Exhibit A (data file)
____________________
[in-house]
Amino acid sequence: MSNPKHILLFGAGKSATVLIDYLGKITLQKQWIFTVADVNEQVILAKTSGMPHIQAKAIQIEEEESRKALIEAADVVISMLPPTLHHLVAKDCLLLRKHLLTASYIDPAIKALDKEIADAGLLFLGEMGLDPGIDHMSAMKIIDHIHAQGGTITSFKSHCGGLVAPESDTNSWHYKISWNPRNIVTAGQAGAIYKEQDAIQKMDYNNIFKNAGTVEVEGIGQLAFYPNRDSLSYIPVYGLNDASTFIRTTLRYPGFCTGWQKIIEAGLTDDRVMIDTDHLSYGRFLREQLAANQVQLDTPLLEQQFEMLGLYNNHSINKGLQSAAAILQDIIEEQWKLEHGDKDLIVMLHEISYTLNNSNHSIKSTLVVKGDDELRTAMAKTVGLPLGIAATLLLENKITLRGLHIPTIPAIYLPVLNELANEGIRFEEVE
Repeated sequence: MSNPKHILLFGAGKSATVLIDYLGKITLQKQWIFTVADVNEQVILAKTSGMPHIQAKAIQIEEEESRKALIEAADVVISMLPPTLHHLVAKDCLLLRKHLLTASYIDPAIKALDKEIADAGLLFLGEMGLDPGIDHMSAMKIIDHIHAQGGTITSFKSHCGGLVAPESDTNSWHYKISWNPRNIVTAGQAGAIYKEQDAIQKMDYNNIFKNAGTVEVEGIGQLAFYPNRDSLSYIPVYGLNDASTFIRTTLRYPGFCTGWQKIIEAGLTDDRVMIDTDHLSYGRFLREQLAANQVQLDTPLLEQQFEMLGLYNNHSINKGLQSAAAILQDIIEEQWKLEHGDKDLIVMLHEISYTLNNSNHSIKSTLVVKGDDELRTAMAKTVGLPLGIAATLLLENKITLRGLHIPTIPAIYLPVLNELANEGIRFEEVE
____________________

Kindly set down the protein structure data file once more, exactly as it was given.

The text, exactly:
[in-house]
Amino acid sequence: MSNPKHILLFGAGKSATVLIDYLGKITLQKQWIFTVADVNEQVILAKTSGMPHIQAKAIQIEEEESRKALIEAADVVISMLPPTLHHLVAKDCLLLRKHLLTASYIDPAIKALDKEIADAGLLFLGEMGLDPGIDHMSAMKIIDHIHAQGGTITSFKSHCGGLVAPESDTNSWHYKISWNPRNIVTAGQAGAIYKEQDAIQKMDYNNIFKNAGTVEVEGIGQLAFYPNRDSLSYIPVYGLNDASTFIRTTLRYPGFCTGWQKIIEAGLTDDRVMIDTDHLSYGRFLREQLAANQVQLDTPLLEQQFEMLGLYNNHSINKGLQSAAAILQDIIEEQWKLEHGDKDLIVMLHEISYTLNNSNHSIKSTLVVKGDDELRTAMAKTVGLPLGIAATLLLENKITLRGLHIPTIPAIYLPVLNELANEGIRFEEVE
Repeated sequence: MSNPKHILLFGAGKSATVLIDYLGKITLQKQWIFTVADVNEQVILAKTSGMPHIQAKAIQIEEEESRKALIEAADVVISMLPPTLHHLVAKDCLLLRKHLLTASYIDPAIKALDKEIADAGLLFLGEMGLDPGIDHMSAMKIIDHIHAQGGTITSFKSHCGGLVAPESDTNSWHYKISWNPRNIVTAGQAGAIYKEQDAIQKMDYNNIFKNAGTVEVEGIGQLAFYPNRDSLSYIPVYGLNDASTFIRTTLRYPGFCTGWQKIIEAGLTDDRVMIDTDHLSYGRFLREQLAANQVQLDTPLLEQQFEMLGLYNNHSINKGLQSAAAILQDIIEEQWKLEHGDKDLIVMLHEISYTLNNSNHSIKSTLVVKGDDELRTAMAKTVGLPLGIAATLLLENKITLRGLHIPTIPAIYLPVLNELANEGIRFEEVE